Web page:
Preserving Bell Peppers – 3 Easy Steps

Preserving Bell Peppers is actually very easy to do. Follow these simple steps to have that great green pepper flavor for your cooking all year long.

Preserving Bell Peppers

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We love green bell peppers!  Almost any meal tastes better with a few bell peppers in it.  We use them in soups, salads, casseroles and stir fries.  Preserving bell peppers is actually very easy to do.  Every year we try to get 3 or 4 gallon sized bags of them in the freezer.  And every year we always want more!

Preserving Bell Peppers 1

Over the years we have tried several different varieties of bell pepper.  We have finally landed on one that seems to do well in our garden.  It’s call Yolo Wonder and is an heirloom variety.  They produce really well in our climate and are easy to start early from seed.

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This year we decided to ramp up our production of bell peppers.  We planted 12 starts in mid May and now they are producing like crazy.  For the last couple of weeks we have been getting 3 to 5 pounds each week.

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Preserving Bell Peppers

Preserving bell peppers couldn’t be easier.  Bell peppers are one of those veggies that handle the freezer really well.  Simply wash them very well and them cut them in half and remove all the core and seeds.  The seeds usually come out by simply washing them off in the sink.

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Cut them to your desired size (we like to cut them up into small chunks).  And then spread them out flat on a cookie sheet.  Be sure to grease or spray the sheet first to make them easy to remove once they are frozen.   Place the cookie sheet in the freezer over night.  We always “pre-freeze” them like this, it allows each piece of pepper to freeze individually and makes them so much easier to deal with later.  That way you can just remove what you need and you don’t have this big frozen hunk.

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Once they are frozen you can simply put them in a plastic freezer bag that you can open and reseal any time.  We have found that preserving green peppers frozen this way will get them to last at least a year, although it’s not often they make it that long around here!!

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Always remember when you are preserving foods to check the most recent preserving instructions.  You can get them from the USDA, your local county extension agency or from a recently published book.  We love the Ball Complete Book of Home Preserving and use it all the time.  If you are interested in getting an updated copy you can buy them on  I’ve added the Ball Blue Book to my recommend book list you can click there and it will take you right to Amazon where you can order your copy.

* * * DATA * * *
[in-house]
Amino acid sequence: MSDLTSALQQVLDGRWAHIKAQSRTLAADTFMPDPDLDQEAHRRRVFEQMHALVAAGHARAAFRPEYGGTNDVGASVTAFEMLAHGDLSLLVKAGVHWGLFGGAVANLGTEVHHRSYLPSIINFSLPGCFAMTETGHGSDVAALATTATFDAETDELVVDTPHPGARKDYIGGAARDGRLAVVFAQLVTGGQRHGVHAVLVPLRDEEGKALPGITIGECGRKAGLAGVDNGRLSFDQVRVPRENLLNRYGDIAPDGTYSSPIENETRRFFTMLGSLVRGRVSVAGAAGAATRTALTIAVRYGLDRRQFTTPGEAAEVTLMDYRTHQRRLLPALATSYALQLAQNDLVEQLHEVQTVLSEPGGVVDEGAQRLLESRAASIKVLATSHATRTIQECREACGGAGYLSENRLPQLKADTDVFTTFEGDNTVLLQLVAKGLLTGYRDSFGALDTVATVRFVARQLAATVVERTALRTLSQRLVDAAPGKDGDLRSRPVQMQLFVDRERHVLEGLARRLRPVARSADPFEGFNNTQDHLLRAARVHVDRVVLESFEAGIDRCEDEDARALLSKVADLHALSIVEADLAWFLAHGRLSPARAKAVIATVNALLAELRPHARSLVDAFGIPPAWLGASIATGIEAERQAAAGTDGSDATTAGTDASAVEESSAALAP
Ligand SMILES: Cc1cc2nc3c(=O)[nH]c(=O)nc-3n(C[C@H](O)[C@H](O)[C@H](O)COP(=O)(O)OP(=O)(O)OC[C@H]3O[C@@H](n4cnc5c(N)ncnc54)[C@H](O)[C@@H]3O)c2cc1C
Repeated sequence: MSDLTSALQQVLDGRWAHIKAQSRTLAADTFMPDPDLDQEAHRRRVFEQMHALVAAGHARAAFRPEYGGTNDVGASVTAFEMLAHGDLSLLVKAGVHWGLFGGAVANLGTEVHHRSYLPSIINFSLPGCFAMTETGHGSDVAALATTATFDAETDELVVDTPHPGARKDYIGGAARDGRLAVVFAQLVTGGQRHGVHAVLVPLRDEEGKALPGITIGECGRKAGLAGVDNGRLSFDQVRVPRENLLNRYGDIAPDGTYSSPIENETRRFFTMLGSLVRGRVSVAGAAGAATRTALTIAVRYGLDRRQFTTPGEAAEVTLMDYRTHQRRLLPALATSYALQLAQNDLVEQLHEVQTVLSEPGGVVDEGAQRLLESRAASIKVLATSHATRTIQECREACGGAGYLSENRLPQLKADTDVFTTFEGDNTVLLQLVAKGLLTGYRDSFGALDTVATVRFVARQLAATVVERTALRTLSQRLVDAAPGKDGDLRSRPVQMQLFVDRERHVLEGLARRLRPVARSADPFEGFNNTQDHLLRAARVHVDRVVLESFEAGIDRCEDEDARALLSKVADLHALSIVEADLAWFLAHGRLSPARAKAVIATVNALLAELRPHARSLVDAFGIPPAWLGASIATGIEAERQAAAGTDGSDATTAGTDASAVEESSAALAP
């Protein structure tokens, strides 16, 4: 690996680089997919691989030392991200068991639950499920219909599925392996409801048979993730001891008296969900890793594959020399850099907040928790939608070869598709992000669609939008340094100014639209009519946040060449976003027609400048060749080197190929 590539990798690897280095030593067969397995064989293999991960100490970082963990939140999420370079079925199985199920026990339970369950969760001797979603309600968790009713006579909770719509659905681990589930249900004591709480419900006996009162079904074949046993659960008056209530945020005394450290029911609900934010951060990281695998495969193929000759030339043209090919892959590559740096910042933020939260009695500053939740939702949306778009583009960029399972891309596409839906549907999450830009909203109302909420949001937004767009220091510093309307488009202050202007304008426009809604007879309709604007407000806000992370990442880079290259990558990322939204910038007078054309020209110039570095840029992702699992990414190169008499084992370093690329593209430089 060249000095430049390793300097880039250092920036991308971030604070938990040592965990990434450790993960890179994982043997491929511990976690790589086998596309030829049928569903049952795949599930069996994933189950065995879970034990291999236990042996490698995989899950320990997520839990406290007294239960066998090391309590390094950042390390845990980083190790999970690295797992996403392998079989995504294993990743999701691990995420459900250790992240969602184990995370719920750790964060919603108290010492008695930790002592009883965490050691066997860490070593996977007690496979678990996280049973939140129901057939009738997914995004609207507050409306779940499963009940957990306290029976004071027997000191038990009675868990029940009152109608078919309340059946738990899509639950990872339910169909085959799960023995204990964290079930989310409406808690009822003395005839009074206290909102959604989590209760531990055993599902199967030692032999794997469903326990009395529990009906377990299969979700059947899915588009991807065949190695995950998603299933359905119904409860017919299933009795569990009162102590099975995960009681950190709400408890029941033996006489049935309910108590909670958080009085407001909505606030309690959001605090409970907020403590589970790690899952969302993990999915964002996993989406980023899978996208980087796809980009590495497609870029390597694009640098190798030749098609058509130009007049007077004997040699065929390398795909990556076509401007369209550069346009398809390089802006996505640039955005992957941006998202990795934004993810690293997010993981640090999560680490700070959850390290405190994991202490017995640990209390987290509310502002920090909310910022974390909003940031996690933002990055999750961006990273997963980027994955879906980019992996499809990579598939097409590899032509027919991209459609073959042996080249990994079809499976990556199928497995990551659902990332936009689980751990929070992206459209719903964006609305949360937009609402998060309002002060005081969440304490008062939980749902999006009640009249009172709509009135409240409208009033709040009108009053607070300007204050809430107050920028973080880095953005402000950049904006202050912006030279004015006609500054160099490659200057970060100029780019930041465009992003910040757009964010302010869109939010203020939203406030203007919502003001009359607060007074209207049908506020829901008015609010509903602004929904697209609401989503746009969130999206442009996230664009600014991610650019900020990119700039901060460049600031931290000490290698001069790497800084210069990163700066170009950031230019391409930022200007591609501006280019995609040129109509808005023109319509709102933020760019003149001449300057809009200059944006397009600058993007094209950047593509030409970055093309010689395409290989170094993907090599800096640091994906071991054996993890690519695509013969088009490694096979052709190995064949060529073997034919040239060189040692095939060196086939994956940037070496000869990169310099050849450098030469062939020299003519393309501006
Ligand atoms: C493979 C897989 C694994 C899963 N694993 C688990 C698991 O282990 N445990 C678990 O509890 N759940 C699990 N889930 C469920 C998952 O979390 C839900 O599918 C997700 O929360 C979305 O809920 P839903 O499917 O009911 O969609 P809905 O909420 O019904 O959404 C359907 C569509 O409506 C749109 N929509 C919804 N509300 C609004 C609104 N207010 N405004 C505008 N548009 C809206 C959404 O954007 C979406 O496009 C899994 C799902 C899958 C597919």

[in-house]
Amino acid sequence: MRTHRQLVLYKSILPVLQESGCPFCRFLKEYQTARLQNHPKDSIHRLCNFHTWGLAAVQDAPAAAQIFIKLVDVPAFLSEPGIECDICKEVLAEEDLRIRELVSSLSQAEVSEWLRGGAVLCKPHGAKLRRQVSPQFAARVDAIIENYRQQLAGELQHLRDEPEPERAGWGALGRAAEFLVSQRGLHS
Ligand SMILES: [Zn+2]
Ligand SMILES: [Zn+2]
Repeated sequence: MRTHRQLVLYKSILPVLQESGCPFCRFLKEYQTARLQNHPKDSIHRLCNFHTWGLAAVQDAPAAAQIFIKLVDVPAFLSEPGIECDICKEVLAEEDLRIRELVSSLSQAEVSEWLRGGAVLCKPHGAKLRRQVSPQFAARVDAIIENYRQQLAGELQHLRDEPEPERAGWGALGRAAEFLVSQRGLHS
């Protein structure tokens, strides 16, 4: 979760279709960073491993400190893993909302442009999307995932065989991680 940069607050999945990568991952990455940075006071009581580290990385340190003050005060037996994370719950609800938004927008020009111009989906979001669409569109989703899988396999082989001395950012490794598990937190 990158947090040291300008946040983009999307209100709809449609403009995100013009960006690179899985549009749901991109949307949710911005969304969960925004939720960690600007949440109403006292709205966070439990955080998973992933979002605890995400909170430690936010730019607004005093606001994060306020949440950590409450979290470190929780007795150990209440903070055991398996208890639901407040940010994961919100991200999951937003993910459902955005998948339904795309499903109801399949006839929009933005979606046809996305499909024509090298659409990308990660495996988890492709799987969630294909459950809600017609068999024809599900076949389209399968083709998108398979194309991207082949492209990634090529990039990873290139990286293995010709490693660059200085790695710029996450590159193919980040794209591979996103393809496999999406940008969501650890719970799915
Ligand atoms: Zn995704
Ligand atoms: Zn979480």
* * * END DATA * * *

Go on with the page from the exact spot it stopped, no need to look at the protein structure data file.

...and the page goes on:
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  1. Jenny August 16, 2012 10:18 am Reply

    That is very lovely peppers you picked! I’m using ours for salsa right now and in fresh meals, but will try to freeze some for winter as well.

  2. Patsy August 16, 2012 11:15 am Reply

    Very nice! I am having a really good pepper year too; so good to have plenty for using all year!

  3. Mrs.Pickles August 16, 2012 1:27 pm Reply

    what a great idea never though of perversing my peppers!

  4. GrafixMuse August 16, 2012 5:00 pm Reply

    I am growing Yolo peppers for the first time. They seem to be doing really well. I like to freeze my peppers the same way. It’s so nice to grab a few handfuls as needed to toss into stews or the frying pan.

  5. Nancy Davis August 16, 2012 8:16 pm Reply

    Nice harvest of peppers. I like to freeze mine too but mine did not grow this year! Boo hoo! Nancy

  6. Robin August 17, 2012 4:52 pm Reply

    I’m having a horrible bell pepper year. It’s a good thing we still have some in the freezer from last year.

  7. Liz August 18, 2012 3:42 am Reply

    I have to admit not liking the green peppers that much – I always wait for them to turn red at mwhich point I eat them by the bucket load.

  8. Jenny August 19, 2012 10:39 pm Reply

    That’s what we’re doing with bell peppers too – freezing them for winter after choping into slices and dice.

  9. Linda May 27, 2016 2:59 am Reply

    Peppers & tomatoes & eggplants should not be grown in the same place every year. You should rotate between 2 or 3 plots. Otherwise the blight builds up in the soil & you end up with infected crops, blighty plants, and very poor yields.

    • Mr. Stoney May 27, 2016 8:57 am Reply

      Linda, Yep this is very true!! I have my beds set up in a 3 year rotation so that these types of plants are only in the same spot every 3 years! BTW, crop rotation is necessary with all crops, not just the Solanaceae family.

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